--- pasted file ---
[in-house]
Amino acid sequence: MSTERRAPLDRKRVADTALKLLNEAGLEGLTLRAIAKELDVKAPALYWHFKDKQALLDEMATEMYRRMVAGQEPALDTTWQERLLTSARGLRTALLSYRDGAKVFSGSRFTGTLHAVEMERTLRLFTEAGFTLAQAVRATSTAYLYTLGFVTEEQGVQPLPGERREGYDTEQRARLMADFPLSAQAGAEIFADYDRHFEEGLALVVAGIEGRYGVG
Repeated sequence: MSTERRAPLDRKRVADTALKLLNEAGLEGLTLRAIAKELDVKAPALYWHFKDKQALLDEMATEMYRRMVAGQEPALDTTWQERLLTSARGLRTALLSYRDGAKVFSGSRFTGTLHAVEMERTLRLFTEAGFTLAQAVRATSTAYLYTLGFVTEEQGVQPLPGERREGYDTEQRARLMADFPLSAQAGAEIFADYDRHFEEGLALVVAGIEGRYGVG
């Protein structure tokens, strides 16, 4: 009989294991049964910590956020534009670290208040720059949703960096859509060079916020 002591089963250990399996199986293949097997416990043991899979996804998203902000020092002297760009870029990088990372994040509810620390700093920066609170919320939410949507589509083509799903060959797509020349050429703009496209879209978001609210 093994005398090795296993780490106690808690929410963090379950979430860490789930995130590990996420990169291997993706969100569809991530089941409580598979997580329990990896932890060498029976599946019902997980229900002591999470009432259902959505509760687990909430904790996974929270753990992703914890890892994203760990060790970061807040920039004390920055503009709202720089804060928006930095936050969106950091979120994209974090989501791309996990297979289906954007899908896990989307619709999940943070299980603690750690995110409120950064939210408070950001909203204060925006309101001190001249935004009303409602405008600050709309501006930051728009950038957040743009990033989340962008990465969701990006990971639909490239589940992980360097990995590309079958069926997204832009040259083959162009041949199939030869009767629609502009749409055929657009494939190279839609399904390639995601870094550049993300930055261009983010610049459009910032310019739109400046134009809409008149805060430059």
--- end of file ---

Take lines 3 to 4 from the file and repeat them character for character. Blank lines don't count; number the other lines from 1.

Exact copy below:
Repeated sequence: MSTERRAPLDRKRVADTALKLLNEAGLEGLTLRAIAKELDVKAPALYWHFKDKQALLDEMATEMYRRMVAGQEPALDTTWQERLLTSARGLRTALLSYRDGAKVFSGSRFTGTLHAVEMERTLRLFTEAGFTLAQAVRATSTAYLYTLGFVTEEQGVQPLPGERREGYDTEQRARLMADFPLSAQAGAEIFADYDRHFEEGLALVVAGIEGRYGVG
């Protein structure tokens, strides 16, 4: 009989294991049964910590956020534009670290208040720059949703960096859509060079916020 002591089963250990399996199986293949097997416990043991899979996804998203902000020092002297760009870029990088990372994040509810620390700093920066609170919320939410949507589509083509799903060959797509020349050429703009496209879209978001609210 093994005398090795296993780490106690808690929410963090379950979430860490789930995130590990996420990169291997993706969100569809991530089941409580598979997580329990990896932890060498029976599946019902997980229900002591999470009432259902959505509760687990909430904790996974929270753990992703914890890892994203760990060790970061807040920039004390920055503009709202720089804060928006930095936050969106950091979120994209974090989501791309996990297979289906954007899908896990989307619709999940943070299980603690750690995110409120950064939210408070950001909203204060925006309101001190001249935004009303409602405008600050709309501006930051728009950038957040743009990033989340962008990465969701990006990971639909490239589940992980360097990995590309079958069926997204832009040259083959162009041949199939030869009767629609502009749409055929657009494939190279839609399904390639995601870094550049993300930055261009983010610049459009910032310019739109400046134009809409008149805060430059």